Following the Rainbow – How to Catch Rainbow Trout!

Rainbow trout are probably one of the most beautiful fish available to anglers.

Rainbow Trout Info

Rainbows are native to waters in the west coast. They are genetically more like the Pacific salmon than the brown trout.


020306L_Rainbow Trout Profile

Poetry in Motion! *


Because rainbow trout do not reproduce in local waters, they are grown in fisheries and restocked by state wildlife and fisheries departments.

In nature, they have a narrow band of red from cheek to tail.

Rainbows occur naturally in the Pacific Northwest and travel to-and-from the sea. In these areas, the fish is called a “steelhead” and is silvery in color.  Steelheads are a whole-other-game-fish and outside of our discussion today.

How to Catch Rainbow Trout

The thrill of catching a rainbow is partly due to the impressive display they put on when caught. They leap! They fly! They fight!

Look for rainbows in faster-moving waters (than the other trout-types).  They are also found in shoreline fishing, in rip-rap, deep holes and in underwater structures.

Generally, look for splashy water around boulders and rapids.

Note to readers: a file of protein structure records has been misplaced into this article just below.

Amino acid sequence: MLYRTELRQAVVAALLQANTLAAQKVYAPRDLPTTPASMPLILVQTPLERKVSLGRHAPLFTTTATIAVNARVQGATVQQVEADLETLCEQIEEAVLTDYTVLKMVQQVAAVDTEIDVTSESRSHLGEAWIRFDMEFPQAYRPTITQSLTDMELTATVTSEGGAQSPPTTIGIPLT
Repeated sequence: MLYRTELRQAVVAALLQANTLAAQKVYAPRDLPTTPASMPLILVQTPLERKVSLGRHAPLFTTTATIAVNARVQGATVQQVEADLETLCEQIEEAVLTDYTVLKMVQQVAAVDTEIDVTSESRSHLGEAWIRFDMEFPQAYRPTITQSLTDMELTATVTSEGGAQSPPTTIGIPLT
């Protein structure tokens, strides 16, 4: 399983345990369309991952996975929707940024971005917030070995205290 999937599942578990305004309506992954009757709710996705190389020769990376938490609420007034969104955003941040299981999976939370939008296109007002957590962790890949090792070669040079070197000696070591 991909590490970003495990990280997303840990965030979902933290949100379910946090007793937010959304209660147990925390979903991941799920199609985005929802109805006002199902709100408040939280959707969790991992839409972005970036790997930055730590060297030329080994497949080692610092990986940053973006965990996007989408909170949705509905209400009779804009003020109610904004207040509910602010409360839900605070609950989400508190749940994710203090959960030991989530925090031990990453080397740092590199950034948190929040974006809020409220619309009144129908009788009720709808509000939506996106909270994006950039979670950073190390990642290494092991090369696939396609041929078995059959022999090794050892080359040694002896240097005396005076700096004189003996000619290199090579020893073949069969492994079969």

What Rainbow Trout Eat

Most successful anglers start with flies – wet and dry, and nymphs — with fly fishing tackle.  You can also try live bait — worms, salmon eggs & insects with fly fishing and spinning tackle.

Rainbows have also been known to fancy corn, marshmallows, cheese and bread!  Go figure!

In the artificial class, you can use light spinning tackle with spoons and spinners.

In early spring, rainbows are lethargic and usually are bottom feeders. During this season, make sure you are fishing on bottom too.

Rainbow Trout Recipes

They can be prepared by barbecuing, broiling, baking, frying or smoking.


* This image is used by permission of Vantage Point Concepts.


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  1. Great headline. If your cookie has a bite-sized action and your reader completes the action, I think two things happen. Their self-confidence goes up (which feels good) and their trust in you increases.

  2. yep right.. great post, Thank You

  3. in the high mountains of colorado, i’ve found that rainbows will stick closer to the bottom or along dropoffs just before dawn. that’s when they turn on like firecrackers. i’d suggest salmon eggs or marshmallows caught in the current. once the sun hits the water, however, they meander towards the shallows and start feeding on flies and minnows. fly fishing is best after sun-up.

  4. Thanks for the info, Andy! Fishing in the high mountains of Colorado must be awesome! I’m sure your expertise will help a reader!

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